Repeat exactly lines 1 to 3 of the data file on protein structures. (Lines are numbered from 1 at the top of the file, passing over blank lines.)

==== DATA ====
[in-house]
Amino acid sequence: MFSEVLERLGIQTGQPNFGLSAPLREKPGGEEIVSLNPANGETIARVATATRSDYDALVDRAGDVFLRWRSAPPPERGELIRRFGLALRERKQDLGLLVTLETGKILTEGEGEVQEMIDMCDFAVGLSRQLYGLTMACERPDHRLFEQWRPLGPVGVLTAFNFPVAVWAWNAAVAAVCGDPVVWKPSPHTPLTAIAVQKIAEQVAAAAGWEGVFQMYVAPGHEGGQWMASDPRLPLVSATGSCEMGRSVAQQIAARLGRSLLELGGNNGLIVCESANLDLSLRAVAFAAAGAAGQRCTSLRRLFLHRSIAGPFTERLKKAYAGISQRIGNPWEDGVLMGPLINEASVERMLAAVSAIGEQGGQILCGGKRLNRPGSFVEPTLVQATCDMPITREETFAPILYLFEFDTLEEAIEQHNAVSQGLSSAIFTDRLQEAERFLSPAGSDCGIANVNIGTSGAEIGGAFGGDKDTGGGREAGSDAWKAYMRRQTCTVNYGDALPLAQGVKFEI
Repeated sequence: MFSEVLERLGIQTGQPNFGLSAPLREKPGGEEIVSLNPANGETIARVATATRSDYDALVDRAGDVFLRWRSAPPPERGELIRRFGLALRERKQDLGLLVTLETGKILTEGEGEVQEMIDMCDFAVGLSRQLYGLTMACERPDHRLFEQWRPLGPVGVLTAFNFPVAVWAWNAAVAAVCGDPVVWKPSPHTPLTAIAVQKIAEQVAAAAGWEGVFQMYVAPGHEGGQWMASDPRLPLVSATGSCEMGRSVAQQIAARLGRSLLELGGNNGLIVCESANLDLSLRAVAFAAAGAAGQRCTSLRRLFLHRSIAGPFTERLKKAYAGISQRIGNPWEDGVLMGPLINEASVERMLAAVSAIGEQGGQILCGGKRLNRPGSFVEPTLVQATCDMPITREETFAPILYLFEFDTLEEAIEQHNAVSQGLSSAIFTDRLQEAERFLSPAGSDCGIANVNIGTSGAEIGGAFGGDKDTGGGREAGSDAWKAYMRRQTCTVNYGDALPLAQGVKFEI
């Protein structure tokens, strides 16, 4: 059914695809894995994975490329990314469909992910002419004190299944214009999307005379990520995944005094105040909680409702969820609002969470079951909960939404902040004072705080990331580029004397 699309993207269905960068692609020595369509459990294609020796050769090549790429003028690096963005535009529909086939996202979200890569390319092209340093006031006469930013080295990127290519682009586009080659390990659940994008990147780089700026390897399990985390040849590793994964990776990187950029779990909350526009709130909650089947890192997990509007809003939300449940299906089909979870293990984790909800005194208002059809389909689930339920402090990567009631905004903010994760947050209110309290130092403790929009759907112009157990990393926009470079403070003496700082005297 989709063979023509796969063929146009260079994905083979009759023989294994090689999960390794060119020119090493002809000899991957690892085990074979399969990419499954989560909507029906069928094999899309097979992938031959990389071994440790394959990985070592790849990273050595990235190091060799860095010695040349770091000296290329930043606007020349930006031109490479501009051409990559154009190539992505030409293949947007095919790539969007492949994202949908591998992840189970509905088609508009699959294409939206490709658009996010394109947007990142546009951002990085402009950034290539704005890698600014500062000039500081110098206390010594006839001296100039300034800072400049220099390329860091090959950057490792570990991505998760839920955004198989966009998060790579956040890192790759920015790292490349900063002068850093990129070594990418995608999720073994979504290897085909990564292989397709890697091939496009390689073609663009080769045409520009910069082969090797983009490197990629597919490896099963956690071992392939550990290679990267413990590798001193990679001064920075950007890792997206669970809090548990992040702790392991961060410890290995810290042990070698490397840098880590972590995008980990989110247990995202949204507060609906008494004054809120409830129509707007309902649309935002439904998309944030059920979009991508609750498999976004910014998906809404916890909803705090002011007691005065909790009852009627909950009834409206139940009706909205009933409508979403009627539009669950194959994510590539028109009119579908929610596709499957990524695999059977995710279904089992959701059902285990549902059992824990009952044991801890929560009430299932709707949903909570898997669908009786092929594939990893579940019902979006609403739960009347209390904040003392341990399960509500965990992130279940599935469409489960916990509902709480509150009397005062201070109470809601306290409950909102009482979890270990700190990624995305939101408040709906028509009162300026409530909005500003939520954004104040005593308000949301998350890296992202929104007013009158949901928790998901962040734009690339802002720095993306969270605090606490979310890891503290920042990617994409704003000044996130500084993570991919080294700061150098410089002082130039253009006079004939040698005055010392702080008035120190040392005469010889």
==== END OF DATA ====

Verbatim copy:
[in-house]
Amino acid sequence: MFSEVLERLGIQTGQPNFGLSAPLREKPGGEEIVSLNPANGETIARVATATRSDYDALVDRAGDVFLRWRSAPPPERGELIRRFGLALRERKQDLGLLVTLETGKILTEGEGEVQEMIDMCDFAVGLSRQLYGLTMACERPDHRLFEQWRPLGPVGVLTAFNFPVAVWAWNAAVAAVCGDPVVWKPSPHTPLTAIAVQKIAEQVAAAAGWEGVFQMYVAPGHEGGQWMASDPRLPLVSATGSCEMGRSVAQQIAARLGRSLLELGGNNGLIVCESANLDLSLRAVAFAAAGAAGQRCTSLRRLFLHRSIAGPFTERLKKAYAGISQRIGNPWEDGVLMGPLINEASVERMLAAVSAIGEQGGQILCGGKRLNRPGSFVEPTLVQATCDMPITREETFAPILYLFEFDTLEEAIEQHNAVSQGLSSAIFTDRLQEAERFLSPAGSDCGIANVNIGTSGAEIGGAFGGDKDTGGGREAGSDAWKAYMRRQTCTVNYGDALPLAQGVKFEI
Repeated sequence: MFSEVLERLGIQTGQPNFGLSAPLREKPGGEEIVSLNPANGETIARVATATRSDYDALVDRAGDVFLRWRSAPPPERGELIRRFGLALRERKQDLGLLVTLETGKILTEGEGEVQEMIDMCDFAVGLSRQLYGLTMACERPDHRLFEQWRPLGPVGVLTAFNFPVAVWAWNAAVAAVCGDPVVWKPSPHTPLTAIAVQKIAEQVAAAAGWEGVFQMYVAPGHEGGQWMASDPRLPLVSATGSCEMGRSVAQQIAARLGRSLLELGGNNGLIVCESANLDLSLRAVAFAAAGAAGQRCTSLRRLFLHRSIAGPFTERLKKAYAGISQRIGNPWEDGVLMGPLINEASVERMLAAVSAIGEQGGQILCGGKRLNRPGSFVEPTLVQATCDMPITREETFAPILYLFEFDTLEEAIEQHNAVSQGLSSAIFTDRLQEAERFLSPAGSDCGIANVNIGTSGAEIGGAFGGDKDTGGGREAGSDAWKAYMRRQTCTVNYGDALPLAQGVKFEI